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Decarbonization and regulation of Germany's electricity system after Fukushima

  • Germany's current efforts to decarbonize its electricity system are analysed. As nuclear power and fossil power plants equipped with carbon capture and storage were ruled out in 2011, renewable electricity generation (RES) together with electricity savings are the primary focus for achieving decarbonization. Germany aims to have RES account for at least 80% of its electricity by 2050. Achieving renewable generation needs strong political support and regulatory provisions for its market integration. Four main technical and regulatory challenges are the maintenance of a steady and efficient expansion of RES, the provision of balancing capacities, the realization of the targeted electricity savings, and the smart adaptation of the transportGermany's current efforts to decarbonize its electricity system are analysed. As nuclear power and fossil power plants equipped with carbon capture and storage were ruled out in 2011, renewable electricity generation (RES) together with electricity savings are the primary focus for achieving decarbonization. Germany aims to have RES account for at least 80% of its electricity by 2050. Achieving renewable generation needs strong political support and regulatory provisions for its market integration. Four main technical and regulatory challenges are the maintenance of a steady and efficient expansion of RES, the provision of balancing capacities, the realization of the targeted electricity savings, and the smart adaptation of the transport and distribution grid. An overview of the existing and planned regulatory provisions for decarbonization are described, and some gaps identified, particularly with regard to the overall management of the process, the inclusion of electricity savings and the interference of Germany's decarbonization strategies with neighbouring countries. Policies that both accelerate grid expansion and direct RES expansion should immediately be put in place and can be supported by a targeted mobilization of balancing capacities. Electricity savings are a significant and cost-efficient strategy for low-carbon electricity. Policy relevance: Germany is actively converting its national electricity system towards a fully renewable one. As renewable electricity has reached about a quarter of total consumption, a number of technical and regulatory challenges arise. Current discussions and plans are described for the four main challenges: maintaining and optimizing high investment rates into RES generation technologies, providing balancing capacities, reducing demand, and adapting the grid to the changing needs. Policy recommendations for these four tasks highlight the need to intensify electricity demand reduction and also consider the potential interactions between the German electricity system and its neighbouring countries.show moreshow less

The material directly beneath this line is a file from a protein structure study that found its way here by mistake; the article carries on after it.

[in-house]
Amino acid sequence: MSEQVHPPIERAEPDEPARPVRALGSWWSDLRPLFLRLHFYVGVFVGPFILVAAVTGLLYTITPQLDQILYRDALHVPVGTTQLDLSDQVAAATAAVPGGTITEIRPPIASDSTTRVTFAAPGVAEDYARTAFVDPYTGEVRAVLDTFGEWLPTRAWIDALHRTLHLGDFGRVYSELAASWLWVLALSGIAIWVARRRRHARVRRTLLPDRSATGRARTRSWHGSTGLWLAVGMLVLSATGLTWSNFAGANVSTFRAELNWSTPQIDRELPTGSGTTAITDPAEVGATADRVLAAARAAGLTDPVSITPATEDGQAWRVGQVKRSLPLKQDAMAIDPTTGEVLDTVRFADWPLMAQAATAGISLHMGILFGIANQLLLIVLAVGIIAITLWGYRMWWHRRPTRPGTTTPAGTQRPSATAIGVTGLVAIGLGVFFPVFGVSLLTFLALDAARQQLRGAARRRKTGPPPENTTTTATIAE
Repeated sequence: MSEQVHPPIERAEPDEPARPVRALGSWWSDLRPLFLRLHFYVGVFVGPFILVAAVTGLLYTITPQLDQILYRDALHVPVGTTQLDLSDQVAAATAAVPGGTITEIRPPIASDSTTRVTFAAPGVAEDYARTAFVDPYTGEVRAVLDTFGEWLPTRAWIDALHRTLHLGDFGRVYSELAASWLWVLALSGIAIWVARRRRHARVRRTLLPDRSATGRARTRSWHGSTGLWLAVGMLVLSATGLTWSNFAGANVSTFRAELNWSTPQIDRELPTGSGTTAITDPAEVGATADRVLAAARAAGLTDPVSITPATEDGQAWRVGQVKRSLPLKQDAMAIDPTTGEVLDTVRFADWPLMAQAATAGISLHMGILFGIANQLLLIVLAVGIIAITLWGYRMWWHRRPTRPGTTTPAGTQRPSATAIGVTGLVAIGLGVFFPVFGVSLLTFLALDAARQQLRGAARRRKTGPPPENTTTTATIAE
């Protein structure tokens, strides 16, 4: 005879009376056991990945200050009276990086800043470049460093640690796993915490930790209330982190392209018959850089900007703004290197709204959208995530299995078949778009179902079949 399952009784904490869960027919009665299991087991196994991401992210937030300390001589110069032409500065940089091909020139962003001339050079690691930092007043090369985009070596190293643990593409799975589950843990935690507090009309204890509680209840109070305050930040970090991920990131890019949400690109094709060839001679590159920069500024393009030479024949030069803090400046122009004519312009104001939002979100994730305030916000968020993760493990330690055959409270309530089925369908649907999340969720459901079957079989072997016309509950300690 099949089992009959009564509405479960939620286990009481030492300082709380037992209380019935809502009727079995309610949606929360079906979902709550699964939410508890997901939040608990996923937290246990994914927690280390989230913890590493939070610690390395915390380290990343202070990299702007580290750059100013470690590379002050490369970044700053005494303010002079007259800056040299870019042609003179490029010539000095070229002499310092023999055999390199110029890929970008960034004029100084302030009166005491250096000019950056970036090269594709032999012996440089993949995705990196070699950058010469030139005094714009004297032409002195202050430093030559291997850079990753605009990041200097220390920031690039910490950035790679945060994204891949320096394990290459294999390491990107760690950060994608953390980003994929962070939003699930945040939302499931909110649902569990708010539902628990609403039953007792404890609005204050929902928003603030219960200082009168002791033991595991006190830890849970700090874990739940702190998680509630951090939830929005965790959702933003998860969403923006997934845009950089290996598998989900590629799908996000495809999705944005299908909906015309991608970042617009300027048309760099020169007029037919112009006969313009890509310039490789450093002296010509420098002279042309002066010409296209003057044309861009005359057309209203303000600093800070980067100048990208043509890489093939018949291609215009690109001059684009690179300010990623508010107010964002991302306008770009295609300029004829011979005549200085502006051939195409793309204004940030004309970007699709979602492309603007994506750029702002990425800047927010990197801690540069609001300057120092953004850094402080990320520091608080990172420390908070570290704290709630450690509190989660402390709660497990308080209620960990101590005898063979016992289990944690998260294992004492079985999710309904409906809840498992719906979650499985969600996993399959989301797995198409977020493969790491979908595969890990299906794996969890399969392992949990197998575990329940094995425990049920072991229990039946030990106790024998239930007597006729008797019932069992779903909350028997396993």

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Metadaten
Document Type:Peer-Reviewed Article
Author:Stefan LechtenböhmerORCiDGND, Hans-Jochen Luhmann
URN (citable link):https://nbn-resolving.org/urn:nbn:de:bsz:wup4-opus-46999
Year of Publication:2013
Language:English
Source Title (English):Climate policy
DOI:https://doi.org/10.1080/14693062.2013.754605
Volume:13
Issue:S01
First Page:146
Last Page:154
Division:Zukünftige Energie- und Industriesysteme
Dewey Decimal Classification:320 Politik
Licence:License LogoIn Copyright - Urheberrechtlich geschützt